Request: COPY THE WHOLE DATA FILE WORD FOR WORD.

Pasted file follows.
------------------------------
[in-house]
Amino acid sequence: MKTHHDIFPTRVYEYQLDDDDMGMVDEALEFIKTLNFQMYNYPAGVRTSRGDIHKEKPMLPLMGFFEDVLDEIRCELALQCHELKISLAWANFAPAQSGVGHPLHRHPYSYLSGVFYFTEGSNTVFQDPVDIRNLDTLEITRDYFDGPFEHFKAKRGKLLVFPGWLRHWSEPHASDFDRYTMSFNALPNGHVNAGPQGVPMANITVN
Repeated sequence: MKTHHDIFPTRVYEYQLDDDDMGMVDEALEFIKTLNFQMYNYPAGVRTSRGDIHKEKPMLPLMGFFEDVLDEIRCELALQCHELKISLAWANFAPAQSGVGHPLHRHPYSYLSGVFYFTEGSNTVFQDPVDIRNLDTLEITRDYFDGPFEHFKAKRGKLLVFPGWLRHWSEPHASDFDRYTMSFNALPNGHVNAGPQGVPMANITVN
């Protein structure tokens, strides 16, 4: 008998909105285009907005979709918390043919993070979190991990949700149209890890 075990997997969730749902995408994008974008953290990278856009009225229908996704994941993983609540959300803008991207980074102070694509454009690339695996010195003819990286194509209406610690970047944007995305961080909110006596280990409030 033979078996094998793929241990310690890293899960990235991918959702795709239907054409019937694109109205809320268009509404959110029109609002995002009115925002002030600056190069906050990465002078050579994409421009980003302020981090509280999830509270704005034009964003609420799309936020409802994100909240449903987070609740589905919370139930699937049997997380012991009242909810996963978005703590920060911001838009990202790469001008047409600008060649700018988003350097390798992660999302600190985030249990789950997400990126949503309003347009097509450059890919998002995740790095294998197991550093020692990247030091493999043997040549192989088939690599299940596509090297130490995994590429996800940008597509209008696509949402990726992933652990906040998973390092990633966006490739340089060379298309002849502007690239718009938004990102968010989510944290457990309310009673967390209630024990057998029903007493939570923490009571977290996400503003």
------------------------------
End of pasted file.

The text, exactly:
[in-house]
Amino acid sequence: MKTHHDIFPTRVYEYQLDDDDMGMVDEALEFIKTLNFQMYNYPAGVRTSRGDIHKEKPMLPLMGFFEDVLDEIRCELALQCHELKISLAWANFAPAQSGVGHPLHRHPYSYLSGVFYFTEGSNTVFQDPVDIRNLDTLEITRDYFDGPFEHFKAKRGKLLVFPGWLRHWSEPHASDFDRYTMSFNALPNGHVNAGPQGVPMANITVN
Repeated sequence: MKTHHDIFPTRVYEYQLDDDDMGMVDEALEFIKTLNFQMYNYPAGVRTSRGDIHKEKPMLPLMGFFEDVLDEIRCELALQCHELKISLAWANFAPAQSGVGHPLHRHPYSYLSGVFYFTEGSNTVFQDPVDIRNLDTLEITRDYFDGPFEHFKAKRGKLLVFPGWLRHWSEPHASDFDRYTMSFNALPNGHVNAGPQGVPMANITVN
């Protein structure tokens, strides 16, 4: 008998909105285009907005979709918390043919993070979190991990949700149209890890 075990997997969730749902995408994008974008953290990278856009009225229908996704994941993983609540959300803008991207980074102070694509454009690339695996010195003819990286194509209406610690970047944007995305961080909110006596280990409030 033979078996094998793929241990310690890293899960990235991918959702795709239907054409019937694109109205809320268009509404959110029109609002995002009115925002002030600056190069906050990465002078050579994409421009980003302020981090509280999830509270704005034009964003609420799309936020409802994100909240449903987070609740589905919370139930699937049997997380012991009242909810996963978005703590920060911001838009990202790469001008047409600008060649700018988003350097390798992660999302600190985030249990789950997400990126949503309003347009097509450059890919998002995740790095294998197991550093020692990247030091493999043997040549192989088939690599299940596509090297130490995994590429996800940008597509209008696509949402990726992933652990906040998973390092990633966006490739340089060379298309002849502007690239718009938004990102968010989510944290457990309310009673967390209630024990057998029903007493939570923490009571977290996400503003």